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Newbie questions about getting a y block reliable/running sweet.

Discussion in 'The Hokey Ass Message Board' started by arete, Mar 14, 2014.

  1. arete
    Joined: Jun 2, 2009
    Posts: 17

    arete
    Member

    So, these are potentially dumb questions and I apologize in advance.

    Setup: 63 Comet, 292 Y block (stock for all I know) , Holley Street Avenger 570, 3 speed toploader. There's an electric fuel pump just behind the rear axle and I just replaced the two inline fuel filters. The inline fuel gauge between the primary and secondary ports on the carb is kind of twitchy but is around 9 psi at idle.

    Issues:
    1) When cold it starts, runs for a few seconds then dies. Takes several attempts to get it running but always seems to, eventually. No issues starting once warm.
    2) Accelerator is way close to the floor - almost just an on/off button and only opens about 1/2 of WOT
    3) It you ease it up, the engine builds revs fine, if you mash the gas, it stalls.
    4) There are no (zero, zip, nada) vacuum lines hooked up to the carb.

    Plan:
    1) Pull the plugs and look at them.
    2) set valve lash to factory specs.
    3) Check for vacuum leaks - I was going to use the soapy water method to try and avoid setting things on fire.
    4) Set timing to around 10 degrees, and actually connect the vacuum advance.
    5) Baseline the carb (set floats, idle, etc)
    6) Connect PCV on the carb to the port on the back of the intake.
    7) Profit?

    Questions:
    1) The throttle linkage appears to be a single rod going to from under the pedal to the carb linkage - I don't really see any obvious way to adjust it apart from simply bending it - is there a better way to do it?
    2) Car was born a 6 cyl Merc o Matic. When I was looking for place to route gauges through the firewall I discovered that a PO had hacked huge holes for the clutch linkage in the firewall and inner fender. It looks like he used a school of angry piranhas or something. The plus is gauge routing was like running strings down a hallway, but there's two approx 3" cracks leading out from the corners of two of the holes (firewall, inner fender). Am I going to die If I don't fix it immediately? Do you guys usually find such awesome body modification?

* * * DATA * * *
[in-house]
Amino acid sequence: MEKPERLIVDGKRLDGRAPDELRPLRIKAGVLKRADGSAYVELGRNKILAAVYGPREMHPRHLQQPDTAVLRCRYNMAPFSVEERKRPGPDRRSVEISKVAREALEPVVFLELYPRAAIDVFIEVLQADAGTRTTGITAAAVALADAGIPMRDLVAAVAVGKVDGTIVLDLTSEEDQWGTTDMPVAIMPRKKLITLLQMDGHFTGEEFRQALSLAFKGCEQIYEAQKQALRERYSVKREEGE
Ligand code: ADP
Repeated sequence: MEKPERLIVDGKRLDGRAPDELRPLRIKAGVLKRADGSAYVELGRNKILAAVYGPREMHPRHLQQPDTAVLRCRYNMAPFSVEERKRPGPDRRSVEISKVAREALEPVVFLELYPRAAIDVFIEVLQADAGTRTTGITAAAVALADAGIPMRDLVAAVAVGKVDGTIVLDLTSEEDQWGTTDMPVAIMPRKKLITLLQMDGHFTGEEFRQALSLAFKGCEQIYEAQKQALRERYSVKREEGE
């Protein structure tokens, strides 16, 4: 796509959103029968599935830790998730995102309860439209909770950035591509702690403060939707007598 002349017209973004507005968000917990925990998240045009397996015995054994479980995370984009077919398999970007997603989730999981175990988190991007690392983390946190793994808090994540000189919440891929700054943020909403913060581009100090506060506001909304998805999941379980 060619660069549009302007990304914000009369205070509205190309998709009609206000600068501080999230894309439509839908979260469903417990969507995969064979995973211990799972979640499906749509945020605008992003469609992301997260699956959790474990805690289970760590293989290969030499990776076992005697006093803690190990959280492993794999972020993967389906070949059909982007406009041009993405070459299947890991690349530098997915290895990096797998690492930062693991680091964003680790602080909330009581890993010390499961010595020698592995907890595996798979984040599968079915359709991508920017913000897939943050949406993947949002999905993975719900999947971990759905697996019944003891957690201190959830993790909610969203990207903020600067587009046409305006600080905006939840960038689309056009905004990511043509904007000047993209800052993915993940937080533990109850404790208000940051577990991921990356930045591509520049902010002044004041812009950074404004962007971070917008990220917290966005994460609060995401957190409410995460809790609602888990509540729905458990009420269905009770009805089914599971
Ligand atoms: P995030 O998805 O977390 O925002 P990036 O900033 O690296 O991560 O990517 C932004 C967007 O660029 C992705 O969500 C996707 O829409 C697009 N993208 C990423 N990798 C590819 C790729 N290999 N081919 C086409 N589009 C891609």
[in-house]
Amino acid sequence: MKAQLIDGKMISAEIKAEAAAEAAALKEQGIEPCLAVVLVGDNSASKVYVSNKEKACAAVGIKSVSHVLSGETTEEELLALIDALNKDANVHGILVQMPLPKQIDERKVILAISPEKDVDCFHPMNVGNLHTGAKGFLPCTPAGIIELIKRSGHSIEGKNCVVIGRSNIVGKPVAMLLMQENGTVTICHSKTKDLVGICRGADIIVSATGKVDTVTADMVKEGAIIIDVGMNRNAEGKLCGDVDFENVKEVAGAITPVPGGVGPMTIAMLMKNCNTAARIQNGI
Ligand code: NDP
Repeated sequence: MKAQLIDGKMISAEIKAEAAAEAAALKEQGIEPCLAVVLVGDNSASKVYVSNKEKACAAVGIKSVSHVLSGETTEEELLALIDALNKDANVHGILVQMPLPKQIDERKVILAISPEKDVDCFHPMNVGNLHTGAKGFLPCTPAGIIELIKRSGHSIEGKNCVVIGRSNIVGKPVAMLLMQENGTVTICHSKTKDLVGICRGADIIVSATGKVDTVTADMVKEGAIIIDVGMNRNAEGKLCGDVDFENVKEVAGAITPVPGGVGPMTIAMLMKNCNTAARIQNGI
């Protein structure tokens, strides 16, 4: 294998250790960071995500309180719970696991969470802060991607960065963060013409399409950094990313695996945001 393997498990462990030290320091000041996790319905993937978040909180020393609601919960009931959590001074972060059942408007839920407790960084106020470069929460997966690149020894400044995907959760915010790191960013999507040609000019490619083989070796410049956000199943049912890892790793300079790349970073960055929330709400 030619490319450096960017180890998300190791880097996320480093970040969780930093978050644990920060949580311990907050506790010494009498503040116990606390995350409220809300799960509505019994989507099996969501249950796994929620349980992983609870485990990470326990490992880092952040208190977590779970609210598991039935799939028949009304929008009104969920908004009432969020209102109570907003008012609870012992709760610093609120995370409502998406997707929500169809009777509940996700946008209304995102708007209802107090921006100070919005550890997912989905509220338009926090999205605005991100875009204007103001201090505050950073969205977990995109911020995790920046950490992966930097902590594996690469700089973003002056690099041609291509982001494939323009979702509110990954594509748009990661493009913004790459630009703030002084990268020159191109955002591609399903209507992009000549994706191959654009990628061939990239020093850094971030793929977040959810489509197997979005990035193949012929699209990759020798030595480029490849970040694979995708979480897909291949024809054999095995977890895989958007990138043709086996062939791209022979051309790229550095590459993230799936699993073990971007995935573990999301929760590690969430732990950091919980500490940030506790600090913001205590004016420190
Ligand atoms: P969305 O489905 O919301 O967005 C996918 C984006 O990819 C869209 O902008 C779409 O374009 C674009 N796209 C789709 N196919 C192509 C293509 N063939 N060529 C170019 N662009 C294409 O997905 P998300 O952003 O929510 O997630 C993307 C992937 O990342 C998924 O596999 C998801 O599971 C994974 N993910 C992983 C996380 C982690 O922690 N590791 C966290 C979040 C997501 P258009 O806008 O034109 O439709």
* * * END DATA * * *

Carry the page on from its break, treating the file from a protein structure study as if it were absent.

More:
3) Am I missing something obvious in tuning to get rid of my problems?
    4) When is the weather going to stop being so damn cold here?
     
  2. fuel pressure is too high...should be around 5 psi
    mechanical distributor advance working?
    Bend it......
     
  3. marshallal
    Joined: Oct 6, 2009
    Posts: 37

    marshallal
    Member
    from amherst ny

    Rick has it right. I'll add may 17, 2014... Ten degrees might be too much. Check the specs for your mill. Is the acelarator pump ok ??....i make throtle rods from welding rod to the length i need. Patching with a piece of steel cut to size, put a slot in from one edge. Put a gromet over the wires slide it into the slot, mount to the wall with pop rivs, and sealer...mlmlml
     
  4. Rusty O'Toole
    Joined: Sep 17, 2006
    Posts: 8,994

    Rusty O'Toole
    Member

    A Y block won't fit in a Comet. That is why they never had a V8 until they introduced the 221.

    Actually it was the 221 that grew into a 260 then a 289 then a 302. So, you don't have a Y block unless somebody did a real radical engine swap. It has been done but requires major mods to the fender wells around the spring towers.

    Could you check again and see exactly what you have? A serial # would tell the tale. Or a photo.
     
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  5. arete
    Joined: Jun 2, 2009
    Posts: 17

    arete
    Member

    It's a Y block. I'm a bit frightened of the shock tower hackage - the plan is to get an export brace/monte carlo bar in there asap, and notch the towers properly as soon as I get the opportunity.

    [​IMG]
     
    Last edited: Mar 14, 2014
  6. King ford
    Joined: Mar 18, 2013
    Posts: 1,243

    King ford
    ALLIANCE MEMBER
    from 08302

    I had a 66 mustang once that some tool cut the shock and coil towers for header clearance, they were so weak the top a arm wiggled around when driving and the car would dart around on the road! I replaced the towers drove the car a few years and lost interest, it was a factory gt fastback! Wish I still had it just so I could sell it again and buy more cool traditional hot rod shit or another old truck( can't ever have too many)!
     
  7. Beebeebobby
    Joined: Sep 5, 2010
    Posts: 224

    Beebeebobby
    Member
    from Webb City

    yup, somehow that looks vaguely familiar....LOL!
     
  8. mixedupamx
    Joined: Dec 2, 2006
    Posts: 513

    mixedupamx
    Member

    I would look over the rest of the po's (more like POS!!!) work if they hacked the towers like that. I wouldn't trust my safety to their work! those cracks you describe sound bad would check them out for sure.
     
  9. Beebeebobby
    Joined: Sep 5, 2010
    Posts: 224

    Beebeebobby
    Member
    from Webb City